Opening 1 Oct 2015
Kyle Wincott (Robbie Amell) serves with the U.S. Marines in Kandahar Province, Afghanistan, where he trains dogs to search for bombs. He bonds with his present dog, Max, to the point that he loses his own life, trying to save Max in a dangerous situation (or so we are led to believe). Kyle comes home to the US (filmed in North Carolina) in a coffin. Max accompanies him, since he is now useless, having obeyed only the commands of Kyle. Father Ray (Church) builds him a small fenced-in area in the family back yard. Gradually the younger brother, Justin (Wiggins), becomes attached to Max. Justin hangs out with his Hispanic friend Chuy (Dejon LaQuake) and Chuy’s cousin Carmen (Mia Xitlali). With the help of friendly policeman Sergeant Reyes, all four of them (including Max) discover illegal weapon sales which involve Tyler (Kleintank), Kyle’s marine buddy, who survived Afghanistan.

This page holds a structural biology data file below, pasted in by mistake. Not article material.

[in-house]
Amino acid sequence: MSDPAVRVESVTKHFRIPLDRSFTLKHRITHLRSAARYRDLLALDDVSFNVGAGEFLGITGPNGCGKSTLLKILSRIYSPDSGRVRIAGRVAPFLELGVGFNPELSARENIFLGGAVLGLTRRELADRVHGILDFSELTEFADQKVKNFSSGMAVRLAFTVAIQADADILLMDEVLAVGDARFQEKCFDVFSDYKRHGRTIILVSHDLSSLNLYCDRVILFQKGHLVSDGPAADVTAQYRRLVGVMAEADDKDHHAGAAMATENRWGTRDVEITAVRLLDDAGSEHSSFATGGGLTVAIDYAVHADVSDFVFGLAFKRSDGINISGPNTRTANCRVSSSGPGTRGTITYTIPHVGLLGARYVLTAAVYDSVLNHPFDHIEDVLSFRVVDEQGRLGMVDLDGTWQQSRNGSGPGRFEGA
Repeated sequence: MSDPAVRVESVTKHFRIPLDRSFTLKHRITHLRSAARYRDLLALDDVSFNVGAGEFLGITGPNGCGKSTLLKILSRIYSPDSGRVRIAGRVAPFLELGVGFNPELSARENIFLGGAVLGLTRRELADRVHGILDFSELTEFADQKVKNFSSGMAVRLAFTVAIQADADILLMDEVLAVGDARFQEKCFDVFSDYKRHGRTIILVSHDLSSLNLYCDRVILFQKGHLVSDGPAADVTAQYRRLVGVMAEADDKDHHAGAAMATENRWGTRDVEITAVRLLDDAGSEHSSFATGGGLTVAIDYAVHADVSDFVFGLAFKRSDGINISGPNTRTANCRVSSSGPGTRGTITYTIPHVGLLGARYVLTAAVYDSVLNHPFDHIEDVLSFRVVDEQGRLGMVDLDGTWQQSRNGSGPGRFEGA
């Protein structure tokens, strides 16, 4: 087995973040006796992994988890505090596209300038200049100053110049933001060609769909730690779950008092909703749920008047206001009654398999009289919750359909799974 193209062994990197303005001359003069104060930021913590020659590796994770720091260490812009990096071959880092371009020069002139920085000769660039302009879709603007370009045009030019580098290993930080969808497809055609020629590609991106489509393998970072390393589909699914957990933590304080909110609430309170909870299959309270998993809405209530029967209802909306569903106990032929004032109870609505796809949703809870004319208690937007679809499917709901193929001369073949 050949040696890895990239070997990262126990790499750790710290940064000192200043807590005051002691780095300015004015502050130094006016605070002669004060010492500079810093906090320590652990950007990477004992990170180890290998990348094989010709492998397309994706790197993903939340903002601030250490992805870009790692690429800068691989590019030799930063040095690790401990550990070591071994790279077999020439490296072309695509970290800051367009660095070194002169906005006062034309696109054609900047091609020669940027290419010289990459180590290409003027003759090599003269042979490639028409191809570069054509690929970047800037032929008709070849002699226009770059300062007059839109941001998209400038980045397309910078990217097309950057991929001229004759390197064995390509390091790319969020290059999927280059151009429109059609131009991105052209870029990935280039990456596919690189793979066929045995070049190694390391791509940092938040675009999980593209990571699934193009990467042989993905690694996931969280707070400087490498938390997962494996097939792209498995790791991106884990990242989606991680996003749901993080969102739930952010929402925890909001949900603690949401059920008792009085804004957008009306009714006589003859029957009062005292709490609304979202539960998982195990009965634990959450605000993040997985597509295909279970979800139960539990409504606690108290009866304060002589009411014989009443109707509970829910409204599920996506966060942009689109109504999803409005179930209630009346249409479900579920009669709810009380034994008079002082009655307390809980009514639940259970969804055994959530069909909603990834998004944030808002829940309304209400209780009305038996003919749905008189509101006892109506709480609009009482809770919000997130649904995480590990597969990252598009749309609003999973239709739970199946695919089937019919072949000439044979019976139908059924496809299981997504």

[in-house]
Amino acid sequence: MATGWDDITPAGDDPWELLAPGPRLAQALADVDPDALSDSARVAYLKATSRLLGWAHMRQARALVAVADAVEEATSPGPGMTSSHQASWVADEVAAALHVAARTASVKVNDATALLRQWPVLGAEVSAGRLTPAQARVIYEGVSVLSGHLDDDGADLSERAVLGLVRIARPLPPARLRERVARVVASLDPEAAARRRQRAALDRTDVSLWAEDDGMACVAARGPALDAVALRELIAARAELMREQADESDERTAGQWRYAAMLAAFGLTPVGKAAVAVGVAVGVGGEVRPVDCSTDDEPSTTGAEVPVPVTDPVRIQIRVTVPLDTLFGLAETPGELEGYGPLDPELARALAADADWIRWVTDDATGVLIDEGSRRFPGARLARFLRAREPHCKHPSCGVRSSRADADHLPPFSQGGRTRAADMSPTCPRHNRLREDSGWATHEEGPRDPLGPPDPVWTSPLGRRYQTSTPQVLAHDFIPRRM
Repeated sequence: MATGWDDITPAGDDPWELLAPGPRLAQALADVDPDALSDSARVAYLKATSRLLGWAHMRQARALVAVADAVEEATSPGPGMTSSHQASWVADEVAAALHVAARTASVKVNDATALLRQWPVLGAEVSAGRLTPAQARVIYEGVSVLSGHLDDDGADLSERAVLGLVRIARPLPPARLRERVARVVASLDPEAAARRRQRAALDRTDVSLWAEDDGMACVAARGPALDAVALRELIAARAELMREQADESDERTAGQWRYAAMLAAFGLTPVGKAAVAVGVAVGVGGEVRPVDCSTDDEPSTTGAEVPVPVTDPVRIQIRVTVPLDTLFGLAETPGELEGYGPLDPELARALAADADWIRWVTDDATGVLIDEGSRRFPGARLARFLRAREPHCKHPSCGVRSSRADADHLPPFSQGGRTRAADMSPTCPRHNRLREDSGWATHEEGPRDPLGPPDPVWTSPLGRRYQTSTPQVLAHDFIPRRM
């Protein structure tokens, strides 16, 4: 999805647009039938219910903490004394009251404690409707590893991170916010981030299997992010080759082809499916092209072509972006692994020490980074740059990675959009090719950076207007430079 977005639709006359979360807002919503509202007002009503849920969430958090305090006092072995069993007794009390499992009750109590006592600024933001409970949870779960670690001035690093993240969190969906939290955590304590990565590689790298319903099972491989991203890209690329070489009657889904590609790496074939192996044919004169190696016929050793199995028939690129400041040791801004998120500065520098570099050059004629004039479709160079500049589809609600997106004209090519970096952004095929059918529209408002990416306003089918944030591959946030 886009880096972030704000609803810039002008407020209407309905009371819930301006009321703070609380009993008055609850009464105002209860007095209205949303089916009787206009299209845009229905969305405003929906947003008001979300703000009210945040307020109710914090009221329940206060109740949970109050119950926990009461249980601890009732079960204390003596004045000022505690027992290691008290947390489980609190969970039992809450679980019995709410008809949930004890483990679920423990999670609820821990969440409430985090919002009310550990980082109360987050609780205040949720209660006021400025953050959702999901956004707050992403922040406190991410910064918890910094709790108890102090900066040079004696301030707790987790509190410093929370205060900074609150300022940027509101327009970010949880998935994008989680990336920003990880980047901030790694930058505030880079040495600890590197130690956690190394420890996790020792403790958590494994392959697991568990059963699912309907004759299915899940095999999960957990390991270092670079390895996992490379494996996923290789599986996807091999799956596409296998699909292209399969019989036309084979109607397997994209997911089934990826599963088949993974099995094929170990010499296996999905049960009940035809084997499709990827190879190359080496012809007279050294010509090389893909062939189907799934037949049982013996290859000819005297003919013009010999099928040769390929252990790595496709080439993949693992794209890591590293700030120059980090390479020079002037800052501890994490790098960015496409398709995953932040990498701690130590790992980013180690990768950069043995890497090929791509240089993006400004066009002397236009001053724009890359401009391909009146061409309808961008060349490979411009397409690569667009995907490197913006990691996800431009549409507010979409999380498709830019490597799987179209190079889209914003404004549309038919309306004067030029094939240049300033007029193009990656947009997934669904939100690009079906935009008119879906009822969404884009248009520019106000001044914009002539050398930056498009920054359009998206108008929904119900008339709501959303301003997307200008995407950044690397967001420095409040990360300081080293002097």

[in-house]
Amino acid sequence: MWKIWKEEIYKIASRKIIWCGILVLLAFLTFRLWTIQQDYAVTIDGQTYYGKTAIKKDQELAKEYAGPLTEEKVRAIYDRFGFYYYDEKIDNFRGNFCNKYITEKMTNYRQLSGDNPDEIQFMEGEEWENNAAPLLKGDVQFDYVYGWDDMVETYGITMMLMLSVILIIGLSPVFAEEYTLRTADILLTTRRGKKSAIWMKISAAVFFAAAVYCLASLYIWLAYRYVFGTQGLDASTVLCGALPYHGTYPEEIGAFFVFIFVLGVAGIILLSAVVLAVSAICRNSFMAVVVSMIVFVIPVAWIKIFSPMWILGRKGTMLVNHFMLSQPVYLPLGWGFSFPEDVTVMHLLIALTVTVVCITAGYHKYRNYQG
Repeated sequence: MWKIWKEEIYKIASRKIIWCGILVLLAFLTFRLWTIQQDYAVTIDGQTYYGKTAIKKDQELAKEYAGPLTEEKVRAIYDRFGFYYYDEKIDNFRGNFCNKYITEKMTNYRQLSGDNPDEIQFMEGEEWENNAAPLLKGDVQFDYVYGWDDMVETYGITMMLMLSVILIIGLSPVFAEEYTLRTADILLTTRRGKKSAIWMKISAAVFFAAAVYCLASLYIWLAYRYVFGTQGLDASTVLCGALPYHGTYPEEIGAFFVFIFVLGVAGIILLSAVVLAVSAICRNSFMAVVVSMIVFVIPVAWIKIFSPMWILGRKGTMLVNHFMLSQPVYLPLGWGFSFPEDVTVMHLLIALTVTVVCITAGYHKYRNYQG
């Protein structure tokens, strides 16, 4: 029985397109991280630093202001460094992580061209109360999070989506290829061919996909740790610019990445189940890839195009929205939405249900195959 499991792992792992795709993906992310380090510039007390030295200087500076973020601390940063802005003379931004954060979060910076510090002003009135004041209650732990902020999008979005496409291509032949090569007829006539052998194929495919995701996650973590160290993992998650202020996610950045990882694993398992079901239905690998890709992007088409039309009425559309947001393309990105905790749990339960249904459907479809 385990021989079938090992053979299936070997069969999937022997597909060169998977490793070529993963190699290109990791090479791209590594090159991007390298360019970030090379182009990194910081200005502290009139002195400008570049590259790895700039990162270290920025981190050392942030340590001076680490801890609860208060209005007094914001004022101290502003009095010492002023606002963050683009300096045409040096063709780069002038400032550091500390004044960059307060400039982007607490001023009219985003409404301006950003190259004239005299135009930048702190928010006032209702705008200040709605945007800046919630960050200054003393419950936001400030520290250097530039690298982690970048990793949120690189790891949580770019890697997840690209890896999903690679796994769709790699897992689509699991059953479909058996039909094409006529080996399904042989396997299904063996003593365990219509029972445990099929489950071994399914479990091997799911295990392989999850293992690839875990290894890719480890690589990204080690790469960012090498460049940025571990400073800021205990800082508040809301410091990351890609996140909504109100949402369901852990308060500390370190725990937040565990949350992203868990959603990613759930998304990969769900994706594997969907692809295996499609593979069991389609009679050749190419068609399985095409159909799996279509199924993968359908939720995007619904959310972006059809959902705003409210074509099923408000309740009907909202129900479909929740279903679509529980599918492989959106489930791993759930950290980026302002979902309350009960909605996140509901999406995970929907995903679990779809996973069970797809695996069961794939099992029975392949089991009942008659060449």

Besides being a heart-warming family film, Max also reveals information about these military dogs, of which 3000 have worked in various countries since World War I. Presently, 25 of these dogs have died in the line of duty since 2013. The Wincotts are your average American family: mother Pam tries to keep the peace; father Ray is retired military, having served in Saudi Arabia and Kuwait in the Gulf War; Justin spends long hours on his computer. As the film evolves, the parents slowly recognize and accept the special qualities of their young son Justin, who was always judged in the shadow of his hero brother Kyle. How refreshing to see Justin, Carmen, and Chuy racing their bikes through the woods. How many kids have that opportunity these days in the US or even in Germany? The star of the film, of course, is Carlos, the dog actor, and his five doubles. Every canine move is perfect. It reminds me of the film White God which played at the 2014 Filmfest Hamburg, except that Max is less frightening and ends on a happily satisfying note. This film is entertaining for whole families, as well as dog lovers. (Becky Tan)